A Culture Of​ Learning: Global Goals

As a kindergarten teacher, I have the privilege of working each day with young children who are eager to learn and connect with their learning environment. I look forward to being inspired by our busy days together.

In the beginning days of school, I began to build a learning culture with my students through a big idea. This year our big idea was sustainability. We began by asking what we could do to help sustain and keep the world healthy. As we began to explore this idea I introduced the Global Goals for Sustainability because these goals were at the center of our learning. We put a poster of the Global Goals in our classroom and it became an easy way to weave the goals into our daily learning explorations. I explained to my students that these goals are promises we can make to make a difference in the world. I shared that if we make a promise to help, we are pledging our help to save the world. My students immediately become excited about this idea and wanted to know what they could do to help. I began by asking a simple question, “What do you do if you are cold?” The children responded with: I get a jacket, snuggle with a blanket and put a coat on.  I used their examples as an opportunity to connect the goals. I asked my students to imagine that the goals were a large blanket that wraps itself around the world.  The blanket represents the goals. The goals are around so we can all help sustain the world for everyone to enjoy.

Why does this matter?

The world needs everybody’s help. The Global Goals provide endless opportunities to build awareness and create a plan of action. The goals also translate to my local community as I began thinking of possible needs and opportunities we have and ways my students could engage in a positive manner to build an awareness for change. Children want to be a part of solution-based problem solving, and this can begin in kindergarten. A good place to start is with teaching how our actions of kindness can help create people who care and have empathy for others.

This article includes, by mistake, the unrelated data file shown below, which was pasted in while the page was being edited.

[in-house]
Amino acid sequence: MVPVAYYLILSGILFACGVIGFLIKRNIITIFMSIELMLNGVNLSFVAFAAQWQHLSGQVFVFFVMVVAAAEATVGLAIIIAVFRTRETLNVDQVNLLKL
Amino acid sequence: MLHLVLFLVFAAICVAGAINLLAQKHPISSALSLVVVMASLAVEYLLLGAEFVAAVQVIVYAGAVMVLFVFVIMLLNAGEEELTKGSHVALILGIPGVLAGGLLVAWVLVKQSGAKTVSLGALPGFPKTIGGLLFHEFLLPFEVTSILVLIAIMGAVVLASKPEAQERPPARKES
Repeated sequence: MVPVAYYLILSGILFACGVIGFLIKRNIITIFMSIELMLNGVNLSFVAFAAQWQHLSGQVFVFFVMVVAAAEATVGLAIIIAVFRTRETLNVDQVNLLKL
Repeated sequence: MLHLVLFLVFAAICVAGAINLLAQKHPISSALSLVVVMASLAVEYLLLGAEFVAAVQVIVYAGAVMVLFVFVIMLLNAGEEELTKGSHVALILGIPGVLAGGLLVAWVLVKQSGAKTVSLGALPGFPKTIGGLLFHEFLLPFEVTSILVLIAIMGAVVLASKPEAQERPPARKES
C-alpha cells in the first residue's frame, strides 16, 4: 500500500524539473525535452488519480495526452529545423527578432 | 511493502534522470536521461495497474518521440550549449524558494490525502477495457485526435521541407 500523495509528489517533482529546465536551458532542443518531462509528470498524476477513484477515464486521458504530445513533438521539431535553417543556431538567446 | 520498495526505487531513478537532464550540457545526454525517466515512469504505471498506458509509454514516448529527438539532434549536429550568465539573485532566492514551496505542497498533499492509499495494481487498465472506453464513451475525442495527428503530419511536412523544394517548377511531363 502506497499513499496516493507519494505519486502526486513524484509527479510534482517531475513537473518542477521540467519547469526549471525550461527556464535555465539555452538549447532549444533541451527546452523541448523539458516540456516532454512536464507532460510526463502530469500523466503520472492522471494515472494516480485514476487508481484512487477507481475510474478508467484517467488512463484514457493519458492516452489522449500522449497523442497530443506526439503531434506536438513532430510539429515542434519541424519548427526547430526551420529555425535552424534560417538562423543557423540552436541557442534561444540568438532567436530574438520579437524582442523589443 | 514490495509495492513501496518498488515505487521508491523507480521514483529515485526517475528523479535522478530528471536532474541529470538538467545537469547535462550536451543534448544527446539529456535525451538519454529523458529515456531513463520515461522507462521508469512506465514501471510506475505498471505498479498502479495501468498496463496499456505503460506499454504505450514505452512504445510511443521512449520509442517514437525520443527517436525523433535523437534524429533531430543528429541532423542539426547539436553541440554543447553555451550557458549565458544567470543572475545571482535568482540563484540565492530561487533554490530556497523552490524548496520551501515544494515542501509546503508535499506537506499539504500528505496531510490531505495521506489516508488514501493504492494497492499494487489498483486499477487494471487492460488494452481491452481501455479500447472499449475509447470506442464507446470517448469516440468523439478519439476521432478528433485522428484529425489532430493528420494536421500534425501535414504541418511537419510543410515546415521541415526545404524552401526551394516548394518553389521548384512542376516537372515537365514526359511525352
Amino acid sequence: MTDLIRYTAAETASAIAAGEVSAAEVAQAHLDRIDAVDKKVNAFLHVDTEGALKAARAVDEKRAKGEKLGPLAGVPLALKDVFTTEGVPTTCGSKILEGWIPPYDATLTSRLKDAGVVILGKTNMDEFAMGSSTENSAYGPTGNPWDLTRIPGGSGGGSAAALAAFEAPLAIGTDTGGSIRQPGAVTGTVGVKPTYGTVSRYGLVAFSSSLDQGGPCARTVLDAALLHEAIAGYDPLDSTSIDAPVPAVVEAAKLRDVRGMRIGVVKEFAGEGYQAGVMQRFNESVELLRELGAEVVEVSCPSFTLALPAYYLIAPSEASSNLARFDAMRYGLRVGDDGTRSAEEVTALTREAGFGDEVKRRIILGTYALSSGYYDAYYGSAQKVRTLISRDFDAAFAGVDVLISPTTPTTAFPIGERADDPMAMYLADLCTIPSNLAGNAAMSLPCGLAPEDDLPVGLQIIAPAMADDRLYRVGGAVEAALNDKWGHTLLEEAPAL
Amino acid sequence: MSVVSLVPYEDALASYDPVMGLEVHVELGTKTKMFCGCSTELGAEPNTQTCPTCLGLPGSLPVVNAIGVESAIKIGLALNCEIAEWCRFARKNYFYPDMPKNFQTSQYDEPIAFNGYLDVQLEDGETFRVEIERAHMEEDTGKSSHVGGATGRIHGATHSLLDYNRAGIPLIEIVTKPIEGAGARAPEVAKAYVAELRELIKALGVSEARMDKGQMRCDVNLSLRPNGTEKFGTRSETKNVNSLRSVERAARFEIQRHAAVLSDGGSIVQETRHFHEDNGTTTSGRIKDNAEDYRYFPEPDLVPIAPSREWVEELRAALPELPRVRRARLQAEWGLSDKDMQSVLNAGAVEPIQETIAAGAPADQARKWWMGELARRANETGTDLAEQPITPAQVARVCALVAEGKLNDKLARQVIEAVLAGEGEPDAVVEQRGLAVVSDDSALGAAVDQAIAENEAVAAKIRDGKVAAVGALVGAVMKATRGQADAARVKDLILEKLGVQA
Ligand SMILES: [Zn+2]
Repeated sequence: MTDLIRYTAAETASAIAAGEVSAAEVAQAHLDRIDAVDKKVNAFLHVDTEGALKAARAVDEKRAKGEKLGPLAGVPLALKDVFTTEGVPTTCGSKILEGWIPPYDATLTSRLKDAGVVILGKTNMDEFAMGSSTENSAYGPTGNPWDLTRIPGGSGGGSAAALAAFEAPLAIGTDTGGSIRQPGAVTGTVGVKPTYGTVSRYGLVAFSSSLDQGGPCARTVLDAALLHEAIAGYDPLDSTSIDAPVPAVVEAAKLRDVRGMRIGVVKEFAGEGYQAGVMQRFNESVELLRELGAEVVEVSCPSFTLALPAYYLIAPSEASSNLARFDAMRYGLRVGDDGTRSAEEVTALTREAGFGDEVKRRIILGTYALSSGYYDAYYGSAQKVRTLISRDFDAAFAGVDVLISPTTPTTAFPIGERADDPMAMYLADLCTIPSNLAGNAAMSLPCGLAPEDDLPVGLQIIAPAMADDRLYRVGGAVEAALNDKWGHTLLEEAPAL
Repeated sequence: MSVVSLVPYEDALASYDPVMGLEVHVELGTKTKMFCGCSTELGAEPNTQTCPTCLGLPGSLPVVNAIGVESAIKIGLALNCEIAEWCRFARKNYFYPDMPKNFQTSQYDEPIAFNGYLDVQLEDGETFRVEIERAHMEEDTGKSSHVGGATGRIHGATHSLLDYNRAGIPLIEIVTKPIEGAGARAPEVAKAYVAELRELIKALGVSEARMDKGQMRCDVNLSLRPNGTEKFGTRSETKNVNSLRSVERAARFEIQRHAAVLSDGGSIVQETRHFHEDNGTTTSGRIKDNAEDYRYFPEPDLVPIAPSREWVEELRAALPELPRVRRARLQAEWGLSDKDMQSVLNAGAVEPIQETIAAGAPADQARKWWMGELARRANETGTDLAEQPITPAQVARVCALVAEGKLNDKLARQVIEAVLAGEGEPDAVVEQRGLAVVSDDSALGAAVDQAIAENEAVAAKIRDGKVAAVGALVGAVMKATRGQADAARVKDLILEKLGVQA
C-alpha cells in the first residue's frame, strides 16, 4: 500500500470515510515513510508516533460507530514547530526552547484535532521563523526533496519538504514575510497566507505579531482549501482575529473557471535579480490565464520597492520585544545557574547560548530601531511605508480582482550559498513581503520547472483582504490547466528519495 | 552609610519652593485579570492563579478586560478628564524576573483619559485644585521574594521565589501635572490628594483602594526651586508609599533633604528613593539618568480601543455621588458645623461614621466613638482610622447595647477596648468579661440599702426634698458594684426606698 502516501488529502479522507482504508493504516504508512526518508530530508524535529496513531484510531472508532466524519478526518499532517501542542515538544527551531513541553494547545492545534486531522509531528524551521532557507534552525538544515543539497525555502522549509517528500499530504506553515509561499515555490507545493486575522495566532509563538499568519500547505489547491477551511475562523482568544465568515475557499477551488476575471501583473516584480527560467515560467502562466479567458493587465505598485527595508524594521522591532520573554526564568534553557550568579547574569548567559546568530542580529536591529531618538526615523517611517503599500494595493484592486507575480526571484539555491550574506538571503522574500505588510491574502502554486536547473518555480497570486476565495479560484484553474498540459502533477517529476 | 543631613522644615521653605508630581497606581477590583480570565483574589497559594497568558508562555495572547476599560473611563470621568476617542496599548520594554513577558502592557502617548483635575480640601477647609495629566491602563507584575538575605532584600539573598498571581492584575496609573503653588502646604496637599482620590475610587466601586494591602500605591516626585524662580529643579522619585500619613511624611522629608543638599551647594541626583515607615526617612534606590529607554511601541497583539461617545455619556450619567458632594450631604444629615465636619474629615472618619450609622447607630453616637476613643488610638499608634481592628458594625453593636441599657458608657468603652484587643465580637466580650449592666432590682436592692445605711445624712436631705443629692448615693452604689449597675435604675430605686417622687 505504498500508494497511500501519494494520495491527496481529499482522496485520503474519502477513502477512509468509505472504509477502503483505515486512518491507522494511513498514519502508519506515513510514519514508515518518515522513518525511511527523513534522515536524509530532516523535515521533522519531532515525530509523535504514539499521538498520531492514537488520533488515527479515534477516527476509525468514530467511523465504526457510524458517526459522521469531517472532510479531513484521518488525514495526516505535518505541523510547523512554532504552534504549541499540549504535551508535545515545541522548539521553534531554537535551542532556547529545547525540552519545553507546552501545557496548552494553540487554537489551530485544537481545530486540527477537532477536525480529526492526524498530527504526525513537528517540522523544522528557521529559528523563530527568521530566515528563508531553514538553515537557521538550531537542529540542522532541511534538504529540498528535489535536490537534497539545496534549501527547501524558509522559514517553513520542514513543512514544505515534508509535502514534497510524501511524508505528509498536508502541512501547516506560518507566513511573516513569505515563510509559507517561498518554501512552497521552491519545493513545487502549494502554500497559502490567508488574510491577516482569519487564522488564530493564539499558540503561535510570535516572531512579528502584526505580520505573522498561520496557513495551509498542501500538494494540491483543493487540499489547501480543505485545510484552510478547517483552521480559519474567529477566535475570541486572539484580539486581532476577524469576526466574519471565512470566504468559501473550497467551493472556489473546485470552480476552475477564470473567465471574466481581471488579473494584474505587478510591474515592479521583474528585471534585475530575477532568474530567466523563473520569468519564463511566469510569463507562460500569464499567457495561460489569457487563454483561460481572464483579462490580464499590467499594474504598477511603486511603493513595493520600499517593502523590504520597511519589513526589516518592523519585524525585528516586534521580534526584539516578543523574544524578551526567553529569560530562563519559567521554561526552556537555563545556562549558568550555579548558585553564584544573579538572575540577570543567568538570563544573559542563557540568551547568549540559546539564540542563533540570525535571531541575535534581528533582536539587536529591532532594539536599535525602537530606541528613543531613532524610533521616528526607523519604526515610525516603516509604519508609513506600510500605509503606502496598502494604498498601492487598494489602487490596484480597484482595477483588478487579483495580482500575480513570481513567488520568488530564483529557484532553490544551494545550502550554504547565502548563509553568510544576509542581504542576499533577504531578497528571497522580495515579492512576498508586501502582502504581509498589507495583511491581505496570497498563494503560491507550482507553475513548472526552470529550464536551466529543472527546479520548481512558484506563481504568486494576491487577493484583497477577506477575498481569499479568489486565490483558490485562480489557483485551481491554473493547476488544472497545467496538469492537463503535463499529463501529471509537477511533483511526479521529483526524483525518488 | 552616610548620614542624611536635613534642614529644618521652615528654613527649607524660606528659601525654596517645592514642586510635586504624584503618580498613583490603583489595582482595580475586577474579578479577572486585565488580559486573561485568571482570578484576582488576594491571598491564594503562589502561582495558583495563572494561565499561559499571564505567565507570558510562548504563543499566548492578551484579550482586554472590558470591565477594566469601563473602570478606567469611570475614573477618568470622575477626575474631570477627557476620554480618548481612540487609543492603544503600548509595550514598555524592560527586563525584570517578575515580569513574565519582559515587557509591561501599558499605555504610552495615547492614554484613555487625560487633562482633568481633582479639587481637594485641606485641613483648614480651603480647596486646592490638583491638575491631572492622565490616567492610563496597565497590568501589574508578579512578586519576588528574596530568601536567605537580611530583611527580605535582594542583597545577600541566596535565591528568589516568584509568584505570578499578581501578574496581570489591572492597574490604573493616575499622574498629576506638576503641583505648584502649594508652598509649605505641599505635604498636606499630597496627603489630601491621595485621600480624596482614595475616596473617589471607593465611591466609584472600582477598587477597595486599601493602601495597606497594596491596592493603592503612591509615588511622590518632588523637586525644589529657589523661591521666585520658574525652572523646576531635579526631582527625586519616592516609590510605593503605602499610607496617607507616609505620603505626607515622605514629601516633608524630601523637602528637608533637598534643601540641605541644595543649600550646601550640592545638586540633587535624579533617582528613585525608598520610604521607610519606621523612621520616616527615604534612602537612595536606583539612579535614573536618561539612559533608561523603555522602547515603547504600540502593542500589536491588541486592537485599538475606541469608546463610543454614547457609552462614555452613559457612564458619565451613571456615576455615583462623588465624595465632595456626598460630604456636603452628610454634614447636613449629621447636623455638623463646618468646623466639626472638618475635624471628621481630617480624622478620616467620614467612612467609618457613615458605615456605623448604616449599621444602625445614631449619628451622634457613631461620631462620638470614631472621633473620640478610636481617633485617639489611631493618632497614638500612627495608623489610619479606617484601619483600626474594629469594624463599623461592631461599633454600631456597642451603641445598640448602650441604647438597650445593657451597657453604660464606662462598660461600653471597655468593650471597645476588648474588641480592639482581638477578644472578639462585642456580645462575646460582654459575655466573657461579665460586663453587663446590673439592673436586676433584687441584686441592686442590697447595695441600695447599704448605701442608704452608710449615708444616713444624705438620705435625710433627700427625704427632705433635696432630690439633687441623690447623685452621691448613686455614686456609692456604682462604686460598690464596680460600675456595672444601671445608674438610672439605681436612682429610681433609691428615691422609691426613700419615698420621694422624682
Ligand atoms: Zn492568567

Getting Started:

There are seventeen Sustainable Development Goals, and I chose to begin with Goal #16 because it is about being kind, advocating for others who may need help and promoting fairness. A good place to learn more about the goals on the #TeachSDGs site, there is also a Twitter conversation around this hashtag.

This goal sets a positive tone for risk-taking, support, and encouragement.  Young children need experiences and opportunities to feel what it is like to support others and be kind.  Through establishing these ideas in the beginning of Kindergarten we all begin to understand that it is about what we can do together, not as individuals that offer invitations for everyone to participate.

Creating a Culture of Learning

We created a culture of learning, by noticing and sharing our actions of kindness towards each other. Through our actions of kindness, patience, and collaboration my students felt connected to Kindergarten and each other. As we built trust, took risks and learned from each other we created a culture where all students feel safe, valued and inspired. Once my students felt connected to a classroom, we painted a map of the world as a way to show that other people live outside of Vermont and this Kindergarten class. I also began connecting with other educators and people around the world using Padlet, Skype, Google Hangout, and Twitter.  As we connected with people I took photos so my students were able to see where people are from globally, but also how we were having conversations with them.

Connections with Content: